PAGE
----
loathe / loath

loathe / loath
   Loathe is a verb meaning "to detest or dislike greatly": Janice loathes animal cruelty.
   Loath is an adjective meaning "reluctant, unwilling": Lance was loath to ask for an extension on his term paper that semester.

Confused words. 2014.

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  • loathe / loath —    Loathe is a verb meaning to detest or dislike greatly : Janice loathes animal cruelty.    Loath is an adjective meaning reluctant, unwilling : Lance was loath to ask for an extension on his term paper that semester …   Confused words

  • loath — [ləʊθ] (also loth) adjective reluctant; unwilling: I was loath to leave. Origin OE lāth hostile , of Gmc origin. Usage Do not confuse loath and loathe. Loath is an adjective meaning ‘reluctant or unwilling’, as in I was loath to leave, whereas… …   English new terms dictionary

  • loath´er — loathe «lohth», transitive verb, loathed, loath|ing. to hate very much; feel strong dislike and disgust for; abhor: »We loathe rotten food or a nasty smell. I loathe cockroaches. He knew the model boy very well though and loathed him (Mark Twain) …   Useful english dictionary

  • loath, loathe — Loath is an adjective meaning reluctant, unwilling, averse, disinclined : I am always loath to admit my mistakes. Loathe is a verb meaning to detest, to abhor, to abominate, to feel disgust for : Most people loathe the rude jangling of an alarm… …   Dictionary of problem words and expressions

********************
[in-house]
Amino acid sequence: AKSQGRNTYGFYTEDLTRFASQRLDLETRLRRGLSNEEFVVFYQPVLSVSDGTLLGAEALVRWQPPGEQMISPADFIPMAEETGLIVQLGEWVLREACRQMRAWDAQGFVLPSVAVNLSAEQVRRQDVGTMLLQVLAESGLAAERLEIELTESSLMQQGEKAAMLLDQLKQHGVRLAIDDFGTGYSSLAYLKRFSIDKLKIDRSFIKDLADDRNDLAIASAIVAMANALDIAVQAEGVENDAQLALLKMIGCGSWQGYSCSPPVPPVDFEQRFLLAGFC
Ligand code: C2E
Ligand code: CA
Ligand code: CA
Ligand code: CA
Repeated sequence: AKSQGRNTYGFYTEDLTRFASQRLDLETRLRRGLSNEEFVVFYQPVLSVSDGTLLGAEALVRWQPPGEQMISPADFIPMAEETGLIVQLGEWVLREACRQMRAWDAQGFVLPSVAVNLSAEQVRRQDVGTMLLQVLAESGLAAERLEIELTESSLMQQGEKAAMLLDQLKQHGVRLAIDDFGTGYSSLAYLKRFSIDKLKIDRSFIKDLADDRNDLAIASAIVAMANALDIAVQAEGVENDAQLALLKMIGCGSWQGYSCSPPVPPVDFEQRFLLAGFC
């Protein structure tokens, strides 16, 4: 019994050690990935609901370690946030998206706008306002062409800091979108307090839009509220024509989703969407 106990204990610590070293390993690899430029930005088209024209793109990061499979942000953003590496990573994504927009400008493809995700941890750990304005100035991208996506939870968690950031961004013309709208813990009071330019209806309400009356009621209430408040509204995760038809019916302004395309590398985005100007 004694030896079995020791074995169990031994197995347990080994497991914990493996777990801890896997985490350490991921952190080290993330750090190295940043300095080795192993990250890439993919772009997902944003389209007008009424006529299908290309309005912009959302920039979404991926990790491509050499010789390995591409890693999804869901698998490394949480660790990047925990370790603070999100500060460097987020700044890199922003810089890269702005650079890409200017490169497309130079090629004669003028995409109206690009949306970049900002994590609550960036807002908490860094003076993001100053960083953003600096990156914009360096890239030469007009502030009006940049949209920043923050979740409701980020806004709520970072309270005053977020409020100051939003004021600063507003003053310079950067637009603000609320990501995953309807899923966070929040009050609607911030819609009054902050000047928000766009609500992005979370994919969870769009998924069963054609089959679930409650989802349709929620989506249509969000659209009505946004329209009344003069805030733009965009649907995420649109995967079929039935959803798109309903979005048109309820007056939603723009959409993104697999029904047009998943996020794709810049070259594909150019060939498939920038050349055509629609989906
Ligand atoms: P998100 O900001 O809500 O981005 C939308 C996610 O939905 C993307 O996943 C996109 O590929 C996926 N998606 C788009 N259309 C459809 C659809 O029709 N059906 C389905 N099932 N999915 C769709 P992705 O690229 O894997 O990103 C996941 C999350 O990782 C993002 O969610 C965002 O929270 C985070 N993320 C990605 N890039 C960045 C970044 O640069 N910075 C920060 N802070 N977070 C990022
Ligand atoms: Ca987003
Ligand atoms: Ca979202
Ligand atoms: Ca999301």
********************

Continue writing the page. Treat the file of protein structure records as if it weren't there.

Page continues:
• loath — meaning ‘averse, reluctant’, as in loath to comment, is spelt loath, not loth, and is pronounced lohth (like both). It should be distinguished from the verb loathe meaning ‘to hate’, which is pronounced lohdh. The adjective loathsome, meaning… …   Modern English usage

  • loathe — (v.) O.E. laðian to hate, to be disgusted with, from lað hostile (see LOATH (Cf. loath)). Cognate with O.S. lethon, O.N. leiða. Related: Loathed; LOATHING (Cf. loathing) …   Etymology dictionary

  • loathe — ► VERB ▪ feel hatred or disgust for. DERIVATIVES loather noun. ORIGIN Old English, related to LOATH(Cf. ↑loath) …   English terms dictionary

  • Loathe — (l[=o][th]), v. t. [imp. & p. p. {Loathed} (l[=o][th]d); p. pr. & vb. n. {Loathing}.] [AS. l[=a][eth]ian to hate. See {Loath}.] 1. To feel extreme disgust at, or aversion for. [1913 Webster] Loathing the honeyed cakes, I Ionged for bread. Cowley …   The Collaborative International Dictionary of English

  • loathe — [ləuð US louð] v [T not in progressive] [: Old English; Origin: lathian, from lath; LOATH] to hate someone or something very much = ↑detest ▪ He loathes their politics. loathe doing sth ▪ I absolutely loathe shopping …   Dictionary of contemporary English

  • loathe — [lōth] vt. loathed, loathing [ME lothen < OE lathian, to be hateful < base of lath: see LOATH] to feel intense dislike, disgust, or hatred for; abhor; detest SYN. HATE loather n …   English World dictionary

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